Dispersion Forces Stabilise Ice Coatings at Certain Gas Hydrate Interfaces Which Prevent Water Wetting


Schematic figure of the considered arrangement. A gas hydrate surface (ε3) on the left, separated by an ice layer (ε2) of thickness d from a water layer (ε1). A dry surface feels a repulsive Casimir force at the ice-water interface which yields a stable ice interface. In contrast, an attractive force results in a wet surface due to the vanishing of the ice interface.

Gas hydrates formed in oceans and permafrost occur in vast quantities on Earth representing both a massive potential fuel source and a large threat in climate forecasts. They have been predicted to be important on other bodies in our solar systems such as Enceladus, a moon of Saturn.

CO2-hydrates likely drive the massive gas-rich water plumes seen and sampled by the spacecraft Cassini, and the source of these hydrates is thought to be due to buoyant gas hydrate particles. Dispersion forces cause gas hydrates to be coated in a 3-4 nm thick film of ice, or to contact water directly, depending on which gas they contain. These films are shown to significantly alter the properties of the gas hydrate clusters, for example, whether they float or sink. It is also expected to influence gas hydrate growth and gas leakage.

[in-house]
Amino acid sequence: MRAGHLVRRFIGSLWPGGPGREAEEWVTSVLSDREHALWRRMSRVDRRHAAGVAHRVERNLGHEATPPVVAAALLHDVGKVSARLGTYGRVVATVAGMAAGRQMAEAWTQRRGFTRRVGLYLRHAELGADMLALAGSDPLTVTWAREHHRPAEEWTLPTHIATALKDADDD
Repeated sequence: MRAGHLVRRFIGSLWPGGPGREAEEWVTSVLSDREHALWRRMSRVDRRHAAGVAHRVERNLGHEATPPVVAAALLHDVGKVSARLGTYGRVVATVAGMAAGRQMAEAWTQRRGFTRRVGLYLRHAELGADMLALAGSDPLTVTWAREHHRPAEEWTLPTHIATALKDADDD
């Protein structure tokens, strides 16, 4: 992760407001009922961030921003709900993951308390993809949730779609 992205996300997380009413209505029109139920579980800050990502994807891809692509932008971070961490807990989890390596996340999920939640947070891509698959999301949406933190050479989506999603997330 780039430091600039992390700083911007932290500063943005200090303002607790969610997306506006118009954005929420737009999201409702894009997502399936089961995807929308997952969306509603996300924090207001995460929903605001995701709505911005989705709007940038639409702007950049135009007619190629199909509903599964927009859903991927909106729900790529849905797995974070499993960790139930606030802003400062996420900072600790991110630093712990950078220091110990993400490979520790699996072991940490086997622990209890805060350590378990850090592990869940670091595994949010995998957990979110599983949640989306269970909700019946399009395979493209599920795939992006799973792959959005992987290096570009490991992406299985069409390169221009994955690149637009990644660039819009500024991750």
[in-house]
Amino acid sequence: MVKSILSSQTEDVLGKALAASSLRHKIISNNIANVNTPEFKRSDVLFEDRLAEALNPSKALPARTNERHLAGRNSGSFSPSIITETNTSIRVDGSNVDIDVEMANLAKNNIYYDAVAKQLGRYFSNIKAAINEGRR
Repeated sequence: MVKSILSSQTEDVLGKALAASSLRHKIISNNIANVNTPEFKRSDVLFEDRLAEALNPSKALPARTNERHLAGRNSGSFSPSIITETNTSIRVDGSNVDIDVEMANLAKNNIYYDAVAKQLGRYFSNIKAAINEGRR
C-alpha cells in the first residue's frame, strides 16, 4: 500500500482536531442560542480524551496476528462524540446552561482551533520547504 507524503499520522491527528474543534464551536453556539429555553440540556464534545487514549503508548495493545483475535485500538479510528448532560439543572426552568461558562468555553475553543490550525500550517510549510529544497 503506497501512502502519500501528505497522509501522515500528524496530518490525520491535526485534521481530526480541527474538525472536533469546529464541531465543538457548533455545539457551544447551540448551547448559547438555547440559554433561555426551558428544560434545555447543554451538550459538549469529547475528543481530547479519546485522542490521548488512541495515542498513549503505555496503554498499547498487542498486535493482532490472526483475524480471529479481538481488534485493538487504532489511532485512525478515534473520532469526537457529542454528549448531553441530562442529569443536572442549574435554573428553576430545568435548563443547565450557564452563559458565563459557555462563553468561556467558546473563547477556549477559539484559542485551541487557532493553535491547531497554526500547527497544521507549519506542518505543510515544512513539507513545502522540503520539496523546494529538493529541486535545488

Mathias Boström, Robert Corkery, Eduardo Lima, Oleksandr Malyi, Stefan Y. Buhmann, Clas Persson, Iver Brevik, Drew F. Parsons, Johannes Fiedler
(Submitted on 13 Apr 2019)

Subjects: Earth and Planetary Astrophysics (astro-ph.EP); Chemical Physics (physics.chem-ph)
DOI: 10.1021/acsearthspacechem.9b00019
Cite as: arXiv:1904.06557 [astro-ph.EP] (or arXiv:1904.06557v1 [astro-ph.EP] for this version)
Submission history
From: Johannes Fiedler
[v1] Sat, 13 Apr 2019 14:39:43 UTC (745 KB)
https://arxiv.org/abs/1904.06557
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